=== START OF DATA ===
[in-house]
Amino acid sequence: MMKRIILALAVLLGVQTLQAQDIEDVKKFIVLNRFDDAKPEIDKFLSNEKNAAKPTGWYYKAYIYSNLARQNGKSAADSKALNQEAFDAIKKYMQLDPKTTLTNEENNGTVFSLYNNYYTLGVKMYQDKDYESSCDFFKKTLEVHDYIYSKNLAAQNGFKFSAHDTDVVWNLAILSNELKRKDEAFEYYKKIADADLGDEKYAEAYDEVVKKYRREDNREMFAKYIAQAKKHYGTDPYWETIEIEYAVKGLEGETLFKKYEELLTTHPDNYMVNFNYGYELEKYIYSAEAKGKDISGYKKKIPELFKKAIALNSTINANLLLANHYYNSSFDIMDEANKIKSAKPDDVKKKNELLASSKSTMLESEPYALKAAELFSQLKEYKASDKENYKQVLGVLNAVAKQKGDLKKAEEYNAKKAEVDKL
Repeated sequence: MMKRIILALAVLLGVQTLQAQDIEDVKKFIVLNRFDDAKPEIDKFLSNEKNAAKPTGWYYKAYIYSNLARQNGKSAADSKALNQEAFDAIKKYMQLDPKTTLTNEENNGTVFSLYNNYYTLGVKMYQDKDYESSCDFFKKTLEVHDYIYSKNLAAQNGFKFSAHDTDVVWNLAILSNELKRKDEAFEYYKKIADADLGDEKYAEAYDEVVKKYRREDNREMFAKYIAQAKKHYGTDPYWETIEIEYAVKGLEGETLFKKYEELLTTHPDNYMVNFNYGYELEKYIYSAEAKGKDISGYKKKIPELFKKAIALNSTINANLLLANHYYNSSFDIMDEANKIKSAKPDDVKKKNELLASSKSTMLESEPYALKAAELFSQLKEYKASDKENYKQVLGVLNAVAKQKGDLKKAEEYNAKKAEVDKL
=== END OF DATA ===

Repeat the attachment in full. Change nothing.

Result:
[in-house]
Amino acid sequence: MMKRIILALAVLLGVQTLQAQDIEDVKKFIVLNRFDDAKPEIDKFLSNEKNAAKPTGWYYKAYIYSNLARQNGKSAADSKALNQEAFDAIKKYMQLDPKTTLTNEENNGTVFSLYNNYYTLGVKMYQDKDYESSCDFFKKTLEVHDYIYSKNLAAQNGFKFSAHDTDVVWNLAILSNELKRKDEAFEYYKKIADADLGDEKYAEAYDEVVKKYRREDNREMFAKYIAQAKKHYGTDPYWETIEIEYAVKGLEGETLFKKYEELLTTHPDNYMVNFNYGYELEKYIYSAEAKGKDISGYKKKIPELFKKAIALNSTINANLLLANHYYNSSFDIMDEANKIKSAKPDDVKKKNELLASSKSTMLESEPYALKAAELFSQLKEYKASDKENYKQVLGVLNAVAKQKGDLKKAEEYNAKKAEVDKL
Repeated sequence: MMKRIILALAVLLGVQTLQAQDIEDVKKFIVLNRFDDAKPEIDKFLSNEKNAAKPTGWYYKAYIYSNLARQNGKSAADSKALNQEAFDAIKKYMQLDPKTTLTNEENNGTVFSLYNNYYTLGVKMYQDKDYESSCDFFKKTLEVHDYIYSKNLAAQNGFKFSAHDTDVVWNLAILSNELKRKDEAFEYYKKIADADLGDEKYAEAYDEVVKKYRREDNREMFAKYIAQAKKHYGTDPYWETIEIEYAVKGLEGETLFKKYEELLTTHPDNYMVNFNYGYELEKYIYSAEAKGKDISGYKKKIPELFKKAIALNSTINANLLLANHYYNSSFDIMDEANKIKSAKPDDVKKKNELLASSKSTMLESEPYALKAAELFSQLKEYKASDKENYKQVLGVLNAVAKQKGDLKKAEEYNAKKAEVDKL